The term cult following gets thrown around a lot, but in the case of Browning it’s nearing the truth (It has been pointed out to me that a block of wood bearing a Buckmark logo could be a good seller). Some people even go so far as to have Browning’s very recognizable logo tattooed somewhere on their body. Much of this brand loyalty comes from Browning’s continued production of their classic firearms like the A-5 shotgun, but a great deal of it is the result of satisfaction with Browning’s modern designs. The A-Bolt and it’s currently produced evolution, the X-Bolt, have owners who are quite adamant about their quality and accuracy.
The X-Bolt is a push feed action with three lugs, an enclosed bolt face and a relatively large rotating extractor. The bolt lift is shorter thanks to the three-lug design and bolt guides are machined into the lugs making for a very smooth action. The X-Bolt is also equipped with a button on top of the bolt handle that allows the bolt to be opened while the safety is engaged. This button allows the rifle to have a two-position safety mounted on the tang while offering a safe option for unloading.
The X-Bolt is an attractive looking rifle for many shooters. All sharp angles and rough edges are smoothed out with the X-bolt. The X-bolt also makes use of a few features that are a bit odd in the current market but that will find favor with many shooters. The X-Bolt uses a rotary magazine that tends to smooth out the kinks of feeding the new short magnums on the market. Stumpy, thick cartridges generally don’t like to feed very well, but the X-bolt feeds them better than most. The X-Bolt also has a small chunk of spring steel, almost silly in its simplicity, which pushes down on the rotary magazine, making it handier to remove quickly without sticking in the gun. The X-Bolt is a design with a lot of little things to appreciate.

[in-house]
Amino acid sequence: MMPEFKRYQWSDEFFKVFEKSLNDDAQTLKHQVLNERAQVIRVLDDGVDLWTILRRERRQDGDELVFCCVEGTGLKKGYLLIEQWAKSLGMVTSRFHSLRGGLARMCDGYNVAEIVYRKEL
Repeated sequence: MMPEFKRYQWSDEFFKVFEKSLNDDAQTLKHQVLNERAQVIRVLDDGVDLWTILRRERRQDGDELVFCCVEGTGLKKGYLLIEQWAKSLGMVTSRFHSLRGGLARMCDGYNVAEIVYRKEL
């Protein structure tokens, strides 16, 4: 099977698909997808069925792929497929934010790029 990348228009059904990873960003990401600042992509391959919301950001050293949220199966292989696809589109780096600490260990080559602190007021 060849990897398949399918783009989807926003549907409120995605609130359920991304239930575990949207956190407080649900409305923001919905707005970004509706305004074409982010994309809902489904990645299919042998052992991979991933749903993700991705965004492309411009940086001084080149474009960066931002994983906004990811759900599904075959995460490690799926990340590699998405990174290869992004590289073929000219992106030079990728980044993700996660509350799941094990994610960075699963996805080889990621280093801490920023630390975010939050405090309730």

The X-Bolt lost a point in the Trigger category because while the X-Bolt has an adjustable trigger the trigger guard of the rifle must be removed to get at the adjustment screw, which might prove aggravating at the range or in the field. A point was also deducted for Feeding/Extraction because the X-Bolt’s extractor does occasionally slip over case heads if not properly fit. One point was deducted in the Scope Mounting category due to Browning’s use of a proprietary eight screw/two piece base system that will probably be difficult to find a good selection of at any given sporting goods store. A point was deducted in the Accuracy category due to the fact that the X-Bolt usually delivers pretty good accuracy, but these specimens do not crop up more than we would like. One point was deducted in the Reliability category due to the tendency of the X-Bolt, just like the A-Bolt before it, to be susceptible to icing in extreme weather conditions varying between wet and freezing cold. If doused and then frozen the X-Bolt can lock up good and hard to the point the bolt cannot be opened without the use of a boot or wood block. This does not happen often and is even kind of hard to duplicate in testing, but it can happen and the buyer should keep it in mind. One last point was deducted from the X-Bolt in the Versatility category because the design does not lend itself very well to conversion or certain cartridges.